I thought how utterly we have forsaken the Earth, in the sense of excluding it from our thoughts. There are but few who consider its physical hugeness, its rough enormity. It is still a disparate monstrosity, full of solitudes, barrens, wilds. It still dwarfs, terrifies, crushes. The rivers still roar, the mountains still crash, the winds still shatter. Man is an affair of cities. His gardens, orchards and fields are mere scrapings. Somehow, however, he has managed to shut out the face of the giant from his windows. But the giant is there, nevertheless.
This advance (at first very much against the will of the outdistanced men) will transform the love experience, which is now filled with error, will change it from the ground up, and reshape it into a relationship that is meant to be between one human being and another, no longer one that flows from man to woman. And this more human love (which will fulfill itself with infinite consideration and gentleness, and kindness and clarity in binding and releasing) will resemble what we are now preparing painfully and with great struggle: the love that consists in this: that two solitudes protect and border and greet each other.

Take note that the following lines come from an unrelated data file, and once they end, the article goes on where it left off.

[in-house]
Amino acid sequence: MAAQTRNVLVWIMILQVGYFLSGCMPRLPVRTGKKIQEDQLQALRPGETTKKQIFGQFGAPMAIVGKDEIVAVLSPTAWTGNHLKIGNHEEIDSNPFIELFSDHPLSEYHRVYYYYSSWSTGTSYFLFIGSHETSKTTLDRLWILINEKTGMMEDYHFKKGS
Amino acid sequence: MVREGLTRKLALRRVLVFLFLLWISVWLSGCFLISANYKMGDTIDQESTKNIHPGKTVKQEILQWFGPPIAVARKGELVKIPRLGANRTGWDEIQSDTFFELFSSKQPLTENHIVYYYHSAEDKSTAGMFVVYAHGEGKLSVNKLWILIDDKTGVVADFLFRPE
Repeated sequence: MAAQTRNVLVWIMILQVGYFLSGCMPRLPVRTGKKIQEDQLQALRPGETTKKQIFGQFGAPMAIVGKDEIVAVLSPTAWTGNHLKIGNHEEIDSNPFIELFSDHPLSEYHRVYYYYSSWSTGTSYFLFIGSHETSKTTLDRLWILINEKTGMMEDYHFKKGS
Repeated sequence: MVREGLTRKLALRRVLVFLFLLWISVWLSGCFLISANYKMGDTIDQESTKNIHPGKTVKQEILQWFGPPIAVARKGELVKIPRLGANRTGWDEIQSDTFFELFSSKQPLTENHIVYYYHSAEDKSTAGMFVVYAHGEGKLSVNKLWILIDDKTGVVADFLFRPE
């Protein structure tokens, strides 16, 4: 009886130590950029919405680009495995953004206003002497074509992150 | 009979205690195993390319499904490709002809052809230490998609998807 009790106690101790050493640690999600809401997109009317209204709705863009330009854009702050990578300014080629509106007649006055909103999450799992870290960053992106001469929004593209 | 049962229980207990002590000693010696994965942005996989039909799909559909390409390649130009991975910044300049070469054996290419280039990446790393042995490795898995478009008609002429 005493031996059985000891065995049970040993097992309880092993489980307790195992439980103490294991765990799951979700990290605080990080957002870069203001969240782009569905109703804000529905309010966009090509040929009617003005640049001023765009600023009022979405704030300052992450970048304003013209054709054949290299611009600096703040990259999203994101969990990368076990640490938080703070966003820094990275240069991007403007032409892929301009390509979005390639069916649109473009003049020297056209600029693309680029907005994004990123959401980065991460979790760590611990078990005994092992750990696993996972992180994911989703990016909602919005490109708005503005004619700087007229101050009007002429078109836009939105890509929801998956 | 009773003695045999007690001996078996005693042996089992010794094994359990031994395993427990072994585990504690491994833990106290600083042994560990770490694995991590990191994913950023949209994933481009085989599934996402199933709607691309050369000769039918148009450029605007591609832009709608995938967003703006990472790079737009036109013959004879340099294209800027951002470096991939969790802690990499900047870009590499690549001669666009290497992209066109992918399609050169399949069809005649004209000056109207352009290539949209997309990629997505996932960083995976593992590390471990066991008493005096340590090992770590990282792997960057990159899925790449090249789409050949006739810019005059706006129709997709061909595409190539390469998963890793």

Rainer Maria Rilke
He had no faintest conception till that very hour of how they would look, and even doubted their existence. But when he saw them he knew that he had always known them and realized what part each one of them had played at many an hour in his life when he had supposed himself alone, so that now he could say to them, one by one, not 'Who are you?' but 'So it was you all the time.' All that they were and said at this meeting woke memories. The dim consciousness of friends about him which had haunted his solitudes from infancy was now at last explained; that central music in every pure experience which had always just evaded memory was now at last recovered... He saw not only Them; he saw Him. This animal, this thing begotten in a bed, could look on Him. What is blinding, suffocating fire to you is now cool light to him, is clarity itself, and wears the form of a man.